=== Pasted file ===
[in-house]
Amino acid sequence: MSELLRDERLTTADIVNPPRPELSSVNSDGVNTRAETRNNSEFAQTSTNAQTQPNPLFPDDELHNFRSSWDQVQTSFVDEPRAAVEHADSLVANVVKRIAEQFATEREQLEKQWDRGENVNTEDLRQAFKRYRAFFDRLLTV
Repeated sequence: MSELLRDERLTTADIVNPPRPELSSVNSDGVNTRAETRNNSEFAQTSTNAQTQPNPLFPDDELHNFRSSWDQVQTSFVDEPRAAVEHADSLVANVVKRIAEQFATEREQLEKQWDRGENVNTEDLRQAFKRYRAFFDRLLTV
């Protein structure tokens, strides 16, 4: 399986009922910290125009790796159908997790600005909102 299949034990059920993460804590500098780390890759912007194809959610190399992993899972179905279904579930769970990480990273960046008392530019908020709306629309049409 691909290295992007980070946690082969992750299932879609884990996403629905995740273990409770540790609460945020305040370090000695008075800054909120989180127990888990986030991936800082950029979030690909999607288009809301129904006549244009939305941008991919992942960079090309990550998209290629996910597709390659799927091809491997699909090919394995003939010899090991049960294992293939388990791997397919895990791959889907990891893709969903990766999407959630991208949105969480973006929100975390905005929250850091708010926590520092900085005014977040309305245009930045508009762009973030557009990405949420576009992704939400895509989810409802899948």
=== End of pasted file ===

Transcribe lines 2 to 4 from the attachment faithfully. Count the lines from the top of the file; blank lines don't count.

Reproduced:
Amino acid sequence: MSELLRDERLTTADIVNPPRPELSSVNSDGVNTRAETRNNSEFAQTSTNAQTQPNPLFPDDELHNFRSSWDQVQTSFVDEPRAAVEHADSLVANVVKRIAEQFATEREQLEKQWDRGENVNTEDLRQAFKRYRAFFDRLLTV
Repeated sequence: MSELLRDERLTTADIVNPPRPELSSVNSDGVNTRAETRNNSEFAQTSTNAQTQPNPLFPDDELHNFRSSWDQVQTSFVDEPRAAVEHADSLVANVVKRIAEQFATEREQLEKQWDRGENVNTEDLRQAFKRYRAFFDRLLTV
């Protein structure tokens, strides 16, 4: 399986009922910290125009790796159908997790600005909102 299949034990059920993460804590500098780390890759912007194809959610190399992993899972179905279904579930769970990480990273960046008392530019908020709306629309049409 691909290295992007980070946690082969992750299932879609884990996403629905995740273990409770540790609460945020305040370090000695008075800054909120989180127990888990986030991936800082950029979030690909999607288009809301129904006549244009939305941008991919992942960079090309990550998209290629996910597709390659799927091809491997699909090919394995003939010899090991049960294992293939388990791997397919895990791959889907990891893709969903990766999407959630991208949105969480973006929100975390905005929250850091708010926590520092900085005014977040309305245009930045508009762009973030557009990405949420576009992704939400895509989810409802899948």